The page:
This isn't my first time reading verse, but rather my fourth (I think. AUDITION, LOVE AND LEFTOVERS, and MAY B. come to mind). I've said before that the style verse offers is lovely and complex, but lacks the full immersion of a prose novel. I feel like it's all introspective, and other things aren't fleshed out in the fashion I'm accustomed to. I didn't have this issue with TILT. In fact, I discovered why readers have said that Ellen Hopkins' books pack emotional punches. While still introspective, there is so much going on that I never felt as though character development (even secondary) suffered. As Ashley from Basically Amazing Books has told me before, with the right author behind the wheel, verse takes you deeper than you ever thought possible.
Part of the reason for this connection surely comes from the rawness Hopkins reveals as she embraces the dark side of daily life. She doesn't flinch away from hard-hitting issues. Her books are about life. Every day, teenagers experience drugs, sex, divorce, and other hot-button issues. In TILT, Hopkins explores HIV, teen pregnancy, siblings with terminal illness, abusive relationships, coming out and learning to be comfortable in one's own skin. These are only a few of the topics making up the fabric of the characters' world. While at first it was hard to sink into the story's cadence due to the way it was hard to tell one POV from another (Thanks to the nature of verse, not Hopkins' ability by any means) within three or four POV rotations with each character, I had a handle on who they were and where they were going. While I predicted a few late paths the novel would take toward the end, I was still surprised because Hopkins handled each one in a unique, unpredictable way.
TILT is a companion to TRIANGLES, Hopkins' first adult verse novel, in a way I didn't understand before reading both the author's note and the novel itself. TRIANGLES is from the viewpoint of adults, while TILT is through the eyes of the children of the adults from TRIANGLES. The same occurrences rip everyone's daily lives apart, yet the perspective is different. In TILT, we're privy to snippets of overheard adult conversation, but we don't know what's going on in their lives. In a way, I became a voyeur and wanted to know the other side of the story. Initially, I wasn't interested in TRIANGLES because I knew the characters were older and going through experiences still foreign to me. I'd heard a lot Hopkins' audience wasn't relating to it because of this, and I felt included. After reading TILT, I believe there's one more way to read TRIANGLES, since I've now experienced one side of the story. It's intriguing that together, these two novels make up a whole, even as they're able to be read as stand-alones.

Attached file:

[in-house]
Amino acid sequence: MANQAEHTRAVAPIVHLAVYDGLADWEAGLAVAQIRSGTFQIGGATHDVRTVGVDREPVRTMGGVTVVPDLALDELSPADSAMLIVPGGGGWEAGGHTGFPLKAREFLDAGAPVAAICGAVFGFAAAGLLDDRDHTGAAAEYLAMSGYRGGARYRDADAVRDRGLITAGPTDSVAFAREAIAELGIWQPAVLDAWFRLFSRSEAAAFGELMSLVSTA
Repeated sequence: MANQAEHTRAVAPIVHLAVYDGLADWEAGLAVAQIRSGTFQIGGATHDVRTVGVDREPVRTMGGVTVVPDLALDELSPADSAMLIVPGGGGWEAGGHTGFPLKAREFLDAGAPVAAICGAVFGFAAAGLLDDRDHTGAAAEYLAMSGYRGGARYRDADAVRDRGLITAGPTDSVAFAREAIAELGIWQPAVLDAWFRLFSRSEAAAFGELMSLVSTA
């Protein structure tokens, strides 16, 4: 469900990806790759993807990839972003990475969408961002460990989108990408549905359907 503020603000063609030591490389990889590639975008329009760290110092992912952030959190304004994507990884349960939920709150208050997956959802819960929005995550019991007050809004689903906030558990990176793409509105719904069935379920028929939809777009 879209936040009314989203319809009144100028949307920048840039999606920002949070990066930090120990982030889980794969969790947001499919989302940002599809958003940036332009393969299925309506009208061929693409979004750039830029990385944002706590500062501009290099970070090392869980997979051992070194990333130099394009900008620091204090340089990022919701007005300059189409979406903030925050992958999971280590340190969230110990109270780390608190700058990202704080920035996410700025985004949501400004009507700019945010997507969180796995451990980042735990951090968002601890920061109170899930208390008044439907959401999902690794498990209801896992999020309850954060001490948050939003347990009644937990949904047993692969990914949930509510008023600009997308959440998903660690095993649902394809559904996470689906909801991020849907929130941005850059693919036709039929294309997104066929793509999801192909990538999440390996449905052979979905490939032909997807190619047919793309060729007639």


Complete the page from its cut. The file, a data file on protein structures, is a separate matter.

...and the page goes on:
While I've always been ambivilent about whether or not to read Hopkins, TILT has shown me that she has so much more to offer than I ever imagined possible. And the writing. I think I threw more Goodreads quotes up as I was reading than ever before, and there were even more I wanted to share that didn't necessarily work out of context.
Hopkins' books are dark, gritty, and raw. They're unflinchingly honest and not for everyone. If you want something a little rougher around the edges that doesn't promise the perfect Happily Ever After story, pick up one of her verse novels and try something new. You won't be disappointed.